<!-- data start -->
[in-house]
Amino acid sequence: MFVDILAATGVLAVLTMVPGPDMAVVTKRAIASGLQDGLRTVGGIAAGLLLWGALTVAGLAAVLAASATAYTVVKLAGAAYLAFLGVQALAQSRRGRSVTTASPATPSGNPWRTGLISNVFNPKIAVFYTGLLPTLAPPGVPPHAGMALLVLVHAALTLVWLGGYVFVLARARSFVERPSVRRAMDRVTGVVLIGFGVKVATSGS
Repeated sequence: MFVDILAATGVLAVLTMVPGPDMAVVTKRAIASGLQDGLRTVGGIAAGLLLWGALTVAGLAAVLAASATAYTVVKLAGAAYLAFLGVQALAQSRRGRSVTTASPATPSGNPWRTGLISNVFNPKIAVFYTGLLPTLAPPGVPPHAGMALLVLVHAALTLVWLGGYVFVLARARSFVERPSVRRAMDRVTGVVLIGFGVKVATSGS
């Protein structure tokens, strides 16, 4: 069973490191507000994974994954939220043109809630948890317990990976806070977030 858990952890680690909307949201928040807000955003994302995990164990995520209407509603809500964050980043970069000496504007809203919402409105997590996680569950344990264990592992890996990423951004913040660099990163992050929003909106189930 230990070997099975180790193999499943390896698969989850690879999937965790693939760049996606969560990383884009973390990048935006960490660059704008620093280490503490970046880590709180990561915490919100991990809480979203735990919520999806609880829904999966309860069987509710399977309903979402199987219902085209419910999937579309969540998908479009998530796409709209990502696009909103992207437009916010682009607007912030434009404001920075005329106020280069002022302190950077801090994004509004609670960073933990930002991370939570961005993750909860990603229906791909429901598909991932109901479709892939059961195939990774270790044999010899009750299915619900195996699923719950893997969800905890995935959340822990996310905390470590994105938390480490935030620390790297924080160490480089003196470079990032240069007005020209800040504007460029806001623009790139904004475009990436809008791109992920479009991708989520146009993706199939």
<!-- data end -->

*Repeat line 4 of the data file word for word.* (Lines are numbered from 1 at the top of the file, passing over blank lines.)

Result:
């Protein structure tokens, strides 16, 4: 069973490191507000994974994954939220043109809630948890317990990976806070977030 858990952890680690909307949201928040807000955003994302995990164990995520209407509603809500964050980043970069000496504007809203919402409105997590996680569950344990264990592992890996990423951004913040660099990163992050929003909106189930 230990070997099975180790193999499943390896698969989850690879999937965790693939760049996606969560990383884009973390990048935006960490660059704008620093280490503490970046880590709180990561915490919100991990809480979203735990919520999806609880829904999966309860069987509710399977309903979402199987219902085209419910999937579309969540998908479009998530796409709209990502696009909103992207437009916010682009607007912030434009404001920075005329106020280069002022302190950077801090994004509004609670960073933990930002991370939570961005993750909860990603229906791909429901598909991932109901479709892939059961195939990774270790044999010899009750299915619900195996699923719950893997969800905890995935959340822990996310905390470590994105938390480490935030620390790297924080160490480089003196470079990032240069007005020209800040504007460029806001623009790139904004475009990436809008791109992920479009991708989520146009993706199939």